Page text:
Sunday, December 4, 2022

Rep: Review of CAROUSEL: Baleful and Bizarre

December 5, 2022



Billy Bigelow (Gian Magdangal) worked as the barker of a carousel in a small town in Maine. One night, two young millworkers, Julie Jordan (Karylle Tatlonghari) and Carrie Pipperidge (Mikkie Bradshaw-Volante), took a ride on the carousel. Billy and Julie developed an obvious attraction for each other, much to the annoyance of the carousel owner, the widow Mrs. Mullin (Roxy Aldiosa). She banned Julie from her carousel and fired Billy for taking Julie's side.

After Billy and Julie were married, things were not going too smoothly with the couple. Word even got out around town that Billy beat Julie. He also got involved with a notorious man named Jigger Craigin (Noel Rayos) who was trying to convince the jobless Billy to join him to rob Julie's former employer Mr. Bascombe (Red Nuestro) during the town's yearly clambake picnic. When Billy learned that Julie was pregnant, he reluctantly accepted Jigger's plan.

"Carousel" (1945) was the second musical created by legendary theater-meisters Richard Rodgers (for music) and Oscar Hammerstein (for book and lyrics) after their smash debut "Oklahoma" (1943). This was based on a much older Hungarian play entitled "Liliom" by Ferenc Molnar with the same dark plot and flawed characters. However, its name lives on mainly because of its two immortal songs -- "If I Loved You" and "You'll Never Walk Alone).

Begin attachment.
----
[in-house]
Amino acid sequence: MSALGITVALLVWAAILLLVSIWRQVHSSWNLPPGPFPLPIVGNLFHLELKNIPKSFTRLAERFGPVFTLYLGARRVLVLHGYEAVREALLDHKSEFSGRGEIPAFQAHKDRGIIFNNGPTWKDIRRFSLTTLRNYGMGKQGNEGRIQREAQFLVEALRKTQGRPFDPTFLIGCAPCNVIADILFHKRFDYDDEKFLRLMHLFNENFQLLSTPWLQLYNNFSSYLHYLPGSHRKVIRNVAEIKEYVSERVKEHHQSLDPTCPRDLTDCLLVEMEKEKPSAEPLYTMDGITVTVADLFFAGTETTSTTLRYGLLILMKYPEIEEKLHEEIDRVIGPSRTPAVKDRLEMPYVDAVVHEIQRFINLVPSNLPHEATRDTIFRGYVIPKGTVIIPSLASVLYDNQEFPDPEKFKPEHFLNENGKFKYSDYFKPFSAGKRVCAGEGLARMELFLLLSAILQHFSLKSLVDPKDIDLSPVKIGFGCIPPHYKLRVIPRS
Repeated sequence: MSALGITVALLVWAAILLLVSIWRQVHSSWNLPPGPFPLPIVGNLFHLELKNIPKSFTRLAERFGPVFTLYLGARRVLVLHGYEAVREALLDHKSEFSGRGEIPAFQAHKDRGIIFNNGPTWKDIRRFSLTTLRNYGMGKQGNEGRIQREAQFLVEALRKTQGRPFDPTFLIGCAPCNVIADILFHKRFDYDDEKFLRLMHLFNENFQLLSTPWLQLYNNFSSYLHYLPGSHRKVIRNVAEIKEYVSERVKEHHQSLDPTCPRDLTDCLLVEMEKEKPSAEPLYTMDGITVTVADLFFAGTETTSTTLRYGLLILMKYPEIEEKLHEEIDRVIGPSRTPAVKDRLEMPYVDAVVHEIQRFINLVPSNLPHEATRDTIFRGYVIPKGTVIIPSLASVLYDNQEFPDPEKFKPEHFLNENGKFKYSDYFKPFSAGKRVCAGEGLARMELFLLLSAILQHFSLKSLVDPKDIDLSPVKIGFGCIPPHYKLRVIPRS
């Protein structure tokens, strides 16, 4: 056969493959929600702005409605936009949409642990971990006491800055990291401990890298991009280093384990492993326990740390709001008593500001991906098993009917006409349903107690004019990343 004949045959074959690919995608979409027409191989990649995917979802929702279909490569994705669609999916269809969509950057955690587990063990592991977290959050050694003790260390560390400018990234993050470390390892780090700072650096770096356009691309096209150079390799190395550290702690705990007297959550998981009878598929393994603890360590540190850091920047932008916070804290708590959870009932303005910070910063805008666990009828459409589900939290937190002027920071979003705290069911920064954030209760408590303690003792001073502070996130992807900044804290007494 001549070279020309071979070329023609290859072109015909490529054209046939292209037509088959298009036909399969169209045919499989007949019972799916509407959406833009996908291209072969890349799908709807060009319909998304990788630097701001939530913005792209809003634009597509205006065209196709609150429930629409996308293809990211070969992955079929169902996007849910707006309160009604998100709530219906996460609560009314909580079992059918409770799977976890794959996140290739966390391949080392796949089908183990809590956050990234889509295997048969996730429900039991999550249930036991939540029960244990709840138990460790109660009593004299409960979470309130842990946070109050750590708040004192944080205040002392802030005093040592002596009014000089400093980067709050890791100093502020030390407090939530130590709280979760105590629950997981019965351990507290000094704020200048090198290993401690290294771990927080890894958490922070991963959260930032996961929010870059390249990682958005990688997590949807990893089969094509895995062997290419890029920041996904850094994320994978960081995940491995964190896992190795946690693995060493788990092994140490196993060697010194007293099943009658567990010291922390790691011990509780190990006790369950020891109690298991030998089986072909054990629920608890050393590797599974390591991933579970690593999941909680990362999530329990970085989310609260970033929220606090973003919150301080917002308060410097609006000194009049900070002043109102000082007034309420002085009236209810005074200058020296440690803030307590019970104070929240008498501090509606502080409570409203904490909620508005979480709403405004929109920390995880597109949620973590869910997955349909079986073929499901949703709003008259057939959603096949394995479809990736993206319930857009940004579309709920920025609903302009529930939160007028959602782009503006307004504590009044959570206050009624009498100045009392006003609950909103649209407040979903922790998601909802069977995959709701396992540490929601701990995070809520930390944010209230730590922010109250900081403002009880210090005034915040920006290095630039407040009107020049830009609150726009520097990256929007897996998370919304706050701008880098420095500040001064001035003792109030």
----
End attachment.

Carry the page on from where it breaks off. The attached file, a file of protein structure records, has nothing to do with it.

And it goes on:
For people who only know Rodgers and Hammerstein from their big hits like "Sound and Music" and "The King and I," they may be in for a surprise with "Carousel." The story about toxic men and submissive women was not bright and cheery at all. There were casual depictions of lecherous men making sexualized moves on women in several scenes, all very uncomfortable to watch, which may be the intention of director Toff De Venecia. Aside from this, the afterlife scenes with the Starkeepers may also come off as too bizarre.  

Dance was an integral part of this musical. As choreographed by Stephen Vinas, they were contemporary balletic interpretations of the plight of Billy and Julie's daughter Louise (ballerina Gia Gequinto in her Rep debut) with anachronistic props like cellphones and a ring light. These dance interludes have a very serious mood to them, danced to instrumental music only, not to songs with lyrics. If one is not fond of this type of dance, he might find these parts tedious and too long. I still do not know what those two silver blocks really represented.